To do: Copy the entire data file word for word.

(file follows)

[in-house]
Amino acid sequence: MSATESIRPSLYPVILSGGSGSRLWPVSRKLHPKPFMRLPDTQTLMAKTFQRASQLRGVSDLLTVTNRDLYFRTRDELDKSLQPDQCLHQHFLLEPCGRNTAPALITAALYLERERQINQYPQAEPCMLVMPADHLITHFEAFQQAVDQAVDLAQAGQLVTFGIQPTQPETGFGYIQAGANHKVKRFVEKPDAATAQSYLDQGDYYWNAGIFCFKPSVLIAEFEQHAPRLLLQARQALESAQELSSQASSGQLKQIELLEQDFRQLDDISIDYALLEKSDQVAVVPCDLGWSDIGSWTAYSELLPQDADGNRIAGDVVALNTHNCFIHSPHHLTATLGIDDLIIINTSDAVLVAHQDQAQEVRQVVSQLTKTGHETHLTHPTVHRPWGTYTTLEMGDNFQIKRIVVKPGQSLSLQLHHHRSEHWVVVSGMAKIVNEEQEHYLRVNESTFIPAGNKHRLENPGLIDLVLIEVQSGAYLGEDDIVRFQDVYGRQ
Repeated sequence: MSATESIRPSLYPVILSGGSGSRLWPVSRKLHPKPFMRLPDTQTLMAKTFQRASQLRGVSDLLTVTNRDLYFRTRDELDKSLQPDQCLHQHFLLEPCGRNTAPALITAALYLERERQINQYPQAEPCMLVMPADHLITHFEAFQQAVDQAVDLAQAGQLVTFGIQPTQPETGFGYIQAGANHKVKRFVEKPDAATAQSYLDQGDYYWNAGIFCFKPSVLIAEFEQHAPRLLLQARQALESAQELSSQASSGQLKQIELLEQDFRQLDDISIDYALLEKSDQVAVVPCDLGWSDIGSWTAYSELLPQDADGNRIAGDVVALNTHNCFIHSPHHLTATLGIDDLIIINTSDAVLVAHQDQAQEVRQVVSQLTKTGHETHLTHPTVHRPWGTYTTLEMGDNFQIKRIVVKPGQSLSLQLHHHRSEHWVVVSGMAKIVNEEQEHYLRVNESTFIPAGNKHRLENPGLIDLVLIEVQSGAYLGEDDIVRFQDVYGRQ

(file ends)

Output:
[in-house]
Amino acid sequence: MSATESIRPSLYPVILSGGSGSRLWPVSRKLHPKPFMRLPDTQTLMAKTFQRASQLRGVSDLLTVTNRDLYFRTRDELDKSLQPDQCLHQHFLLEPCGRNTAPALITAALYLERERQINQYPQAEPCMLVMPADHLITHFEAFQQAVDQAVDLAQAGQLVTFGIQPTQPETGFGYIQAGANHKVKRFVEKPDAATAQSYLDQGDYYWNAGIFCFKPSVLIAEFEQHAPRLLLQARQALESAQELSSQASSGQLKQIELLEQDFRQLDDISIDYALLEKSDQVAVVPCDLGWSDIGSWTAYSELLPQDADGNRIAGDVVALNTHNCFIHSPHHLTATLGIDDLIIINTSDAVLVAHQDQAQEVRQVVSQLTKTGHETHLTHPTVHRPWGTYTTLEMGDNFQIKRIVVKPGQSLSLQLHHHRSEHWVVVSGMAKIVNEEQEHYLRVNESTFIPAGNKHRLENPGLIDLVLIEVQSGAYLGEDDIVRFQDVYGRQ
Repeated sequence: MSATESIRPSLYPVILSGGSGSRLWPVSRKLHPKPFMRLPDTQTLMAKTFQRASQLRGVSDLLTVTNRDLYFRTRDELDKSLQPDQCLHQHFLLEPCGRNTAPALITAALYLERERQINQYPQAEPCMLVMPADHLITHFEAFQQAVDQAVDLAQAGQLVTFGIQPTQPETGFGYIQAGANHKVKRFVEKPDAATAQSYLDQGDYYWNAGIFCFKPSVLIAEFEQHAPRLLLQARQALESAQELSSQASSGQLKQIELLEQDFRQLDDISIDYALLEKSDQVAVVPCDLGWSDIGSWTAYSELLPQDADGNRIAGDVVALNTHNCFIHSPHHLTATLGIDDLIIINTSDAVLVAHQDQAQEVRQVVSQLTKTGHETHLTHPTVHRPWGTYTTLEMGDNFQIKRIVVKPGQSLSLQLHHHRSEHWVVVSGMAKIVNEEQEHYLRVNESTFIPAGNKHRLENPGLIDLVLIEVQSGAYLGEDDIVRFQDVYGRQ